This resources contains a series of interactivities designed to support work on transformations at Key Stage 4.

Triangle ABC has equilateral triangles drawn on its edges. Points P, Q and R are the centres of the equilateral triangles. What can you prove about the triangle PQR?

Overlaying pentominoes can produce some effective patterns. Why not use LOGO to try out some of the ideas suggested here?

Take any parallelogram and draw squares on the sides of the parallelogram. What can you prove about the quadrilateral formed by joining the centres of these squares?

There are thirteen axes of rotational symmetry of a unit cube. Describe them all. What is the average length of the parts of the axes of symmetry which lie inside the cube?

Charlie likes tablecloths that use as many colours as possible, but insists that his tablecloths have some symmetry. Can you work out how many colours he needs for different tablecloth designs?

This resource contains a range of problems and interactivities on the theme of coordinates in two and three dimensions.

Match pairs of cards so that they have equivalent ratios.

Use an Excel to investigate division. Explore the relationships between the process elements using an interactive spreadsheet.

How can we solve equations like 13x + 29y = 42 or 2x +4y = 13 with the solutions x and y being integers? Read this article to find out.

The interactive diagram has two labelled points, A and B. It is designed to be used with the problem "Cushion Ball"

Give your further pure mathematics skills a workout with this interactive and reusable set of activities.

A tool for generating random integers.

Rotate a copy of the trapezium about the centre of the longest side of the blue triangle to make a square. Find the area of the square and then derive a formula for the area of the trapezium.

This game challenges you to locate hidden triangles in The White Box by firing rays and observing where the rays exit the Box.

Can you give the coordinates of the vertices of the fifth point in the patterm on this 3D grid?

A collection of our favourite pictorial problems, one for each day of Advent.

Help the bee to build a stack of blocks far enough to save his friend trapped in the tower.

Here is a chance to play a fractions version of the classic Countdown Game.

Use Excel to explore multiplication of fractions.

Try ringing hand bells for yourself with interactive versions of Diagram 2 (Plain Hunt Minimus) and Diagram 3 described in the article 'Ding Dong Bell'.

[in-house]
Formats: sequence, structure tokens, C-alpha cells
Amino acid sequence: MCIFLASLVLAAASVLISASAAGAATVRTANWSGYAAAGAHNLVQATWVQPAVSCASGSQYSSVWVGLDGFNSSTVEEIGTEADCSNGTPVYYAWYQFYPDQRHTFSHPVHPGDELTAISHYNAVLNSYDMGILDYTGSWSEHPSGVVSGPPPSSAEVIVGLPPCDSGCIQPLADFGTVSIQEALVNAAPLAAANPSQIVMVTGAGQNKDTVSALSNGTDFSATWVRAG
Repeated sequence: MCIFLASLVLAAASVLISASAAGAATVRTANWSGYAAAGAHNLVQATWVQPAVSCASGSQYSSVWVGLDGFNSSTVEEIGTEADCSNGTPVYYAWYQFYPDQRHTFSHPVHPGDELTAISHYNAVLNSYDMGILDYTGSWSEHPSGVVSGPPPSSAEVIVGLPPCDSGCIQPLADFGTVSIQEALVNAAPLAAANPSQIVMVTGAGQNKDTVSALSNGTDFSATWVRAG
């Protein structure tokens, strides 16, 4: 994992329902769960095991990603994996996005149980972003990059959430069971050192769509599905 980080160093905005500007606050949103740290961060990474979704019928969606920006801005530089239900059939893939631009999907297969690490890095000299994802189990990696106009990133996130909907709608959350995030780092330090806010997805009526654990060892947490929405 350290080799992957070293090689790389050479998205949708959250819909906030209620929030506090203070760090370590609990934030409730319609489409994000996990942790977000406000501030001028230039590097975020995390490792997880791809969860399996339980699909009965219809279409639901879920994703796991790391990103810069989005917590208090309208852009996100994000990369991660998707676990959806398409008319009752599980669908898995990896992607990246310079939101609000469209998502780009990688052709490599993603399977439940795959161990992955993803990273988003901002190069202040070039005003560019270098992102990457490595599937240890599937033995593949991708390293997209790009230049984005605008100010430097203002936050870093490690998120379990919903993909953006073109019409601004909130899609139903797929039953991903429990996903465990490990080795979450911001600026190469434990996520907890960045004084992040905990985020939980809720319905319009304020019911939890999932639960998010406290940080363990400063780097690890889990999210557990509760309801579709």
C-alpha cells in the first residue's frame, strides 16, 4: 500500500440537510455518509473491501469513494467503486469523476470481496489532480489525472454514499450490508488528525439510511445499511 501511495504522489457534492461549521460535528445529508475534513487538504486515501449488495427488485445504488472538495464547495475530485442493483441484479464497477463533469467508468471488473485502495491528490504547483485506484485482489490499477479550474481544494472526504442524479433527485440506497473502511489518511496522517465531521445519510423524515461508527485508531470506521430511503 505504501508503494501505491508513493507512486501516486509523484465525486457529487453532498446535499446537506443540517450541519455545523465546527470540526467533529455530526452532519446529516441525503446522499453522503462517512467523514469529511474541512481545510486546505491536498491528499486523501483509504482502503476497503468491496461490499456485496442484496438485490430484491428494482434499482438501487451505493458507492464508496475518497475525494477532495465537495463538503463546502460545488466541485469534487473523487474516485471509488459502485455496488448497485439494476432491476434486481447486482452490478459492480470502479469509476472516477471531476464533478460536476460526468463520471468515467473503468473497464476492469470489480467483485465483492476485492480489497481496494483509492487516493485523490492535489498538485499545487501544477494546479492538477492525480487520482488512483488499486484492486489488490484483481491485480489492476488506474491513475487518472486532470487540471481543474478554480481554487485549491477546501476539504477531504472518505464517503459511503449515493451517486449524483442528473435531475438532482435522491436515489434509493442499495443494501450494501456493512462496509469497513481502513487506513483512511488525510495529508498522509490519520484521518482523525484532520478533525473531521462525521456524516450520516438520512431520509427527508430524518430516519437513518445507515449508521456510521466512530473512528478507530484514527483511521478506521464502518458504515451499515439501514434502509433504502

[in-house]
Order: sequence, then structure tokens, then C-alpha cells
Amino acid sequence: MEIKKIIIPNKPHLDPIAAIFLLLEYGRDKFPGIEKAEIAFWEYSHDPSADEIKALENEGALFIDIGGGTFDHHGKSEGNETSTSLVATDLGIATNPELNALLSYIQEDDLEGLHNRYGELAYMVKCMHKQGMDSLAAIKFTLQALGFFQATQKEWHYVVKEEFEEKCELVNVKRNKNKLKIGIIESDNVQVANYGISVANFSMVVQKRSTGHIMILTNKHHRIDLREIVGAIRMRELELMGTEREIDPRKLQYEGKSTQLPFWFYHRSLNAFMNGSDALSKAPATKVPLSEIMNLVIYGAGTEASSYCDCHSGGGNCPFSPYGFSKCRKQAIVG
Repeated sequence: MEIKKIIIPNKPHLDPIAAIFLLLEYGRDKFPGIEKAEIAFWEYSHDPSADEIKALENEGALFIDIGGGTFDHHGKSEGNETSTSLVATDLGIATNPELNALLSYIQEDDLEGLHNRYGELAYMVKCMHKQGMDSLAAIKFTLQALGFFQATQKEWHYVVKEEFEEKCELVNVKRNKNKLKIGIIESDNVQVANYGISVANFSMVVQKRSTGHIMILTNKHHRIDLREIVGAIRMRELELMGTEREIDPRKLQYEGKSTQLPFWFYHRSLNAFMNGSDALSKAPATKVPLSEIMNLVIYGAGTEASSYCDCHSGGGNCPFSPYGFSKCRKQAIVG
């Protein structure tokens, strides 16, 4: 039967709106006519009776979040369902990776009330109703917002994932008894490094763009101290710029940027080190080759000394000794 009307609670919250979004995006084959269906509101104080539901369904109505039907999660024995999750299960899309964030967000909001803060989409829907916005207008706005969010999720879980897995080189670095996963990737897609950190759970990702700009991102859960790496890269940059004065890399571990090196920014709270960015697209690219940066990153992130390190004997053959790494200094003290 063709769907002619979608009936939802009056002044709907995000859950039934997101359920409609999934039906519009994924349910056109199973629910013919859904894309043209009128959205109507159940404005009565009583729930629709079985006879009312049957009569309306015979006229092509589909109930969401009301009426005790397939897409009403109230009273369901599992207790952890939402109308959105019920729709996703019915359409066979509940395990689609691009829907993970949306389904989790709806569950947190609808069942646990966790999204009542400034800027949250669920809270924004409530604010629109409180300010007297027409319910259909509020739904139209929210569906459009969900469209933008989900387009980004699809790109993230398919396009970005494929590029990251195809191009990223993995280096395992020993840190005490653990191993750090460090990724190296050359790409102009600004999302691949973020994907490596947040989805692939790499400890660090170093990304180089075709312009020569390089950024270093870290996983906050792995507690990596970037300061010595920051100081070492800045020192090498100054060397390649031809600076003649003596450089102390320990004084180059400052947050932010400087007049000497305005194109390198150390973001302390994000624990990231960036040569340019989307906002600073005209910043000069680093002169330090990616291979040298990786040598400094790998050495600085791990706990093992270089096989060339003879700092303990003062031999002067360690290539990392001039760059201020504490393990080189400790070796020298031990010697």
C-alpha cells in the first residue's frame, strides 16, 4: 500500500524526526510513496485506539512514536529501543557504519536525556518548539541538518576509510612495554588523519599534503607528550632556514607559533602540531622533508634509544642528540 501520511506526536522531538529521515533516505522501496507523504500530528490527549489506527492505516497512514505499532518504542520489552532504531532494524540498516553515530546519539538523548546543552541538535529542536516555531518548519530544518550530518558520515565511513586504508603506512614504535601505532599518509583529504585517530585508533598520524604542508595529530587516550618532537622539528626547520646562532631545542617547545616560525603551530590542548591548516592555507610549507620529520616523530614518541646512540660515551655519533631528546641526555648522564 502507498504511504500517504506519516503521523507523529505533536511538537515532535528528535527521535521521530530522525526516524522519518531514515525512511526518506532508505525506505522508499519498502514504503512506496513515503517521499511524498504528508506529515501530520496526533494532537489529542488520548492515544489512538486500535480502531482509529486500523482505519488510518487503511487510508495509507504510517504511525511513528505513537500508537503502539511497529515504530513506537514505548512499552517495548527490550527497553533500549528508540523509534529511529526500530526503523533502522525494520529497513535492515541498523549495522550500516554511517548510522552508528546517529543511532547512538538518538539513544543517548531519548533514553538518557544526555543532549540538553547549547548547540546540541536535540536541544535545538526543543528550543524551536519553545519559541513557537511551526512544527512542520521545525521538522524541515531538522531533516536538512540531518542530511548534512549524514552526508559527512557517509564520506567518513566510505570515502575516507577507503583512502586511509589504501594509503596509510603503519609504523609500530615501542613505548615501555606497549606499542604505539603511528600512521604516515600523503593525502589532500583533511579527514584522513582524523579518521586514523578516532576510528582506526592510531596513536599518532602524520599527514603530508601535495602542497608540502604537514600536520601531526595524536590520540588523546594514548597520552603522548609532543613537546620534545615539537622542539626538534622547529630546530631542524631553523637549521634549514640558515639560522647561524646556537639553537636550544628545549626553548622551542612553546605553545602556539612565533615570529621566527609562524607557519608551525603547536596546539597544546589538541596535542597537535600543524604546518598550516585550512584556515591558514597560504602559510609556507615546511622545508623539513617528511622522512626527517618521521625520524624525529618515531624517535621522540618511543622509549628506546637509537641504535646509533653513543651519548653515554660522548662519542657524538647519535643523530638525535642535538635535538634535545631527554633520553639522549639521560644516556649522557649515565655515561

Use an Excel spreadsheet to explore long multiplication.

A simple file for the Interactive whiteboard or PC screen, demonstrating equivalent fractions.

Use an interactive Excel spreadsheet to explore number in this exciting game!

An environment that simulates a protractor carrying a right- angled triangle of unit hypotenuse.

Use an interactive Excel spreadsheet to investigate factors and multiples.

An Excel spreadsheet with an investigation.

Use Excel to practise adding and subtracting fractions.

Use Excel to investigate the effect of translations around a number grid.

This set of resources for teachers offers interactive environments to support work on loci at Key Stage 4.

How good are you at finding the formula for a number pattern ?

The classic vector racing game brought to a screen near you.

Try this interactivity to familiarise yourself with the proof that the square root of 2 is irrational. Sort the steps of the proof into the correct order.

The aim of the game is to slide the green square from the top right hand corner to the bottom left hand corner in the least number of moves.

Can you beat Piggy in this simple dice game? Can you figure out Piggy's strategy, and is there a better one?

This resource contains interactive problems to support work on number sequences at Key Stage 4.

Practise your skills of proportional reasoning with this interactive haemocytometer.

To avoid losing think of another very well known game where the patterns of play are similar.

A counter is placed in the bottom right hand corner of a grid. You toss a coin and move the star according to the following rules: ... What is the probability that you end up in the top left-hand. . . .

This is an interactivity in which you have to sort the steps in the completion of the square into the correct order to prove the formula for the solutions of quadratic equations.

Four cards are shuffled and placed into two piles of two. Starting with the first pile of cards - turn a card over... You win if all your cards end up in the trays before you run out of cards in. . . .

Ask a friend to choose a number between 1 and 63. By identifying which of the six cards contains the number they are thinking of it is easy to tell them what the number is.

Start with any number of counters in any number of piles. 2 players take it in turns to remove any number of counters from a single pile. The winner is the player to take the last counter.

Make and prove a conjecture about the cyclic quadrilateral inscribed in a circle of radius r that has the maximum perimeter and the maximum area.

Can you locate these values on this interactive logarithmic scale?